V1 vulnerability (Feature Pages Execution) is the most relevant of the research, as it exposes an arbitrary code execution in the ESP32 SoC from Espressif Systems, widely used by IoT and wearable devices.

V1 vulnerability diagram.
Fuente: BRAKTOOTH: Causing Havoc on Bluetooth Link Manager.

A lack of out-of-bounds check on the Bluetooth library of de SoC when receiving a LMP_feature_response_ext package allows an attacker to overwrite data past the Extended Features Table, to which the data from the package are intended. More precisely, the Extended Features field marks the offset to where data is written, while the Features Page field contains the data to be written.

The research group has discovered that at offset 0x62 there is a table of callback functions that will eventually be called during the operation of the device.

Therefore, an attacker that knows the available functions and their positions on the memory could force a call to any of those functions by overwriting the callback and, for example, erase the NVRAM user data (nvs_flash_erase function), disable Wi-Fi functionality (disable_wifi_agc function) or disable Bluetooth (esp_bt_controller_disable function).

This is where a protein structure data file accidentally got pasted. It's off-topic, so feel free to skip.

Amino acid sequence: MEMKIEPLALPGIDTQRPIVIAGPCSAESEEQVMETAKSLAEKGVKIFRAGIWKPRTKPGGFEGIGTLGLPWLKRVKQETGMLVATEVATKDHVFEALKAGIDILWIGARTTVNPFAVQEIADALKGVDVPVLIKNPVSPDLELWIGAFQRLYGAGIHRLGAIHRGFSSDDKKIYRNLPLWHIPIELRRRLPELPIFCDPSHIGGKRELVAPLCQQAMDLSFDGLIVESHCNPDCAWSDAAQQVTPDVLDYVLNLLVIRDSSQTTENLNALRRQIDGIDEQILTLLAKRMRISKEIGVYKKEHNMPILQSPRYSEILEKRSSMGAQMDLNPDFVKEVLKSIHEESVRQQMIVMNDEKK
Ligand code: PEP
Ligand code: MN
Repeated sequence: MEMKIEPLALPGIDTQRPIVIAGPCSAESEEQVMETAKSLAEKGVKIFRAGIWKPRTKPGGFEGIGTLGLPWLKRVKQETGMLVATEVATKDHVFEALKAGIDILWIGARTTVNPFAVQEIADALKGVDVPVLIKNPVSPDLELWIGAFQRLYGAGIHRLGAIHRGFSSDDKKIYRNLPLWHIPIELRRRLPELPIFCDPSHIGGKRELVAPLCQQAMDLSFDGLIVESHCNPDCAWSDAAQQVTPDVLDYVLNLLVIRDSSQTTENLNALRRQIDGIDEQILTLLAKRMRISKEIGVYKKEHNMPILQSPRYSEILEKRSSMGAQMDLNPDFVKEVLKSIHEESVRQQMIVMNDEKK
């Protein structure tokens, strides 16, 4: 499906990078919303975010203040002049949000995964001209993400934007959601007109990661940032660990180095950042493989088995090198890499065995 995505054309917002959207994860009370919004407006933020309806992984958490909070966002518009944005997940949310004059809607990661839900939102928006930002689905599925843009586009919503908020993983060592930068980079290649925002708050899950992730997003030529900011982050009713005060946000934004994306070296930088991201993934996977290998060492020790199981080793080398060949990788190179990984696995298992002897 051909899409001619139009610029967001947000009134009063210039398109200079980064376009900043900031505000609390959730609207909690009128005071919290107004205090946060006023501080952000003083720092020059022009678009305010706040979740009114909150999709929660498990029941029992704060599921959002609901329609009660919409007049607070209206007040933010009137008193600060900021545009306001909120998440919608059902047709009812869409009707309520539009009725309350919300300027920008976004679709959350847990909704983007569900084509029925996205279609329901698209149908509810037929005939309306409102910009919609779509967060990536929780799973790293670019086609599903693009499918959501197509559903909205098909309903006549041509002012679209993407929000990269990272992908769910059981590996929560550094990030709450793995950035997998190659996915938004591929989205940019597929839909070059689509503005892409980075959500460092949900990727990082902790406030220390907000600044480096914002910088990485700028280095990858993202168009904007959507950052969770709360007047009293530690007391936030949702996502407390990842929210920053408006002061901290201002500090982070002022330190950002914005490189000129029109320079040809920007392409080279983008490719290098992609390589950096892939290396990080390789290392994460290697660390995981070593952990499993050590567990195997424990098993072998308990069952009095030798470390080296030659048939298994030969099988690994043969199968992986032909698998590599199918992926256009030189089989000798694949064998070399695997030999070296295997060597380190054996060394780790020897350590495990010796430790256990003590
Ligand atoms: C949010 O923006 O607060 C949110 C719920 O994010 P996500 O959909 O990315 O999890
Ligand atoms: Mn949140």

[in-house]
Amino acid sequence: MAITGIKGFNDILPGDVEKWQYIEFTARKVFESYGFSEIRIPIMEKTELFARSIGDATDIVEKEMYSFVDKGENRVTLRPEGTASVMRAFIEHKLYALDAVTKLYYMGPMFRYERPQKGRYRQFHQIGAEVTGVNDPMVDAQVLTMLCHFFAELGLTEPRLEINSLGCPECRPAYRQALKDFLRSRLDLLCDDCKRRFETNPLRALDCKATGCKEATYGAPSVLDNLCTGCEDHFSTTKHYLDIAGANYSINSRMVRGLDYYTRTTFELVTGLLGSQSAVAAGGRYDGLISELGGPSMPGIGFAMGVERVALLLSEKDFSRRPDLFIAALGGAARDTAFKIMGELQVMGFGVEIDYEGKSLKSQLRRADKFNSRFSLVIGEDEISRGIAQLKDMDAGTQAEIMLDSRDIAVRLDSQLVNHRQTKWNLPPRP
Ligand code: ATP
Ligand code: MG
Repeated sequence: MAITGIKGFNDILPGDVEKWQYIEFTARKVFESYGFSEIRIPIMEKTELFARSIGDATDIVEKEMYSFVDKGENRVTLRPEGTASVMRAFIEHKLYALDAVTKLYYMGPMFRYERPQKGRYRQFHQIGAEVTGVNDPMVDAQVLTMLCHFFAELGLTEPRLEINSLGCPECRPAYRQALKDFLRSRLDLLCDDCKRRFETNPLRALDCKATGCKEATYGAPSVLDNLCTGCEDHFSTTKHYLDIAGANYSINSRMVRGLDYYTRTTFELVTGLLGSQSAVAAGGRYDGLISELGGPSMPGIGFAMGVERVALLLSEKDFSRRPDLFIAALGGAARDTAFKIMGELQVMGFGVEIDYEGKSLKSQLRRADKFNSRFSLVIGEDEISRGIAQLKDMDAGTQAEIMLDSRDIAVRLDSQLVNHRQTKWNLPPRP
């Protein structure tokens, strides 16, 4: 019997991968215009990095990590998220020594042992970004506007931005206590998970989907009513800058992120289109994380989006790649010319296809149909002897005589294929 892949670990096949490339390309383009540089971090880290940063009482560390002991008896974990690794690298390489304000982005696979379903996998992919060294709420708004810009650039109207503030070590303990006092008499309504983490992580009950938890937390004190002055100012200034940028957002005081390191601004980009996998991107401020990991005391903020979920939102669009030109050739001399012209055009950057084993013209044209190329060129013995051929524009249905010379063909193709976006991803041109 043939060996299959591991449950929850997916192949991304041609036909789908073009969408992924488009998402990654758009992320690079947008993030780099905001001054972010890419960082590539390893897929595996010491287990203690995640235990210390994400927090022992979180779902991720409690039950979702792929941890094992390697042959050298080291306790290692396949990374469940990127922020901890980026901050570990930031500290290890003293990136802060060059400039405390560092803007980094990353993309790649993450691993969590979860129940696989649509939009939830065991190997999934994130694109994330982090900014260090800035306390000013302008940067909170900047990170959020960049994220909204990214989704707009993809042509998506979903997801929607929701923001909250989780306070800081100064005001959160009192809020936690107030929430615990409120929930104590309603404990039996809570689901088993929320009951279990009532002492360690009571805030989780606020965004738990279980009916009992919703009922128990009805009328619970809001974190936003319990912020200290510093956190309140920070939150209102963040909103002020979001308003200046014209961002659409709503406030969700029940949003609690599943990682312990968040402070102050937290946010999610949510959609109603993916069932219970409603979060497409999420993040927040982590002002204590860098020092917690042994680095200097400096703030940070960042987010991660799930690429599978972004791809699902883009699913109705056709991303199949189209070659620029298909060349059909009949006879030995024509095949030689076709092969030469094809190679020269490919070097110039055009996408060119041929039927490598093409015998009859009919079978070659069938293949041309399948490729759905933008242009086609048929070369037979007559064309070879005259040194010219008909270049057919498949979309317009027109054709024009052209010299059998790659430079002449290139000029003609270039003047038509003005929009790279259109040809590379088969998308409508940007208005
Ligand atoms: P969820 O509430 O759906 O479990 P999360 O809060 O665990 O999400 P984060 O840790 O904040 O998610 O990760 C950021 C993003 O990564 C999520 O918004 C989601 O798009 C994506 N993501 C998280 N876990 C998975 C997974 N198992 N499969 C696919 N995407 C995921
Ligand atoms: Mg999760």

If the attacker knows the memory addresses to functions controlling actuators attached to the GPIO, this vulnerability also allows controlling those devices.

V1 vulnerability sequence.
Fuente: BRAKTOOTH: Causing Havoc on Bluetooth Link Manager.

Also, overwriting data on the memory can lead to a firmware crash.

Some DoS vulnerabilities

As an example of the DoS vulnerabilities found in this publication, V15 and V16 are presented, which affect the Intel AX200 and Qualcomm WCN3990 SoCs, found in laptops and smartphones.

V15 vulnerability diagram.
Fuente: BRAKTOOTH: Causing Havoc on Bluetooth Link Manager.

V15 (Invalid Timing Accuracy) is produced by a failure to free resources when receiving a modified LMP_timing_cc_response packet, which allows an attacker to exhaust the device resources.

The attack requires sending the malformed packet and reconnecting to the device with a random Bluetooth address repeatedly until the firmware starts becoming unstable and crashes, in the case of WCN3990, or disconnects previously connected devices, in the case of AX200.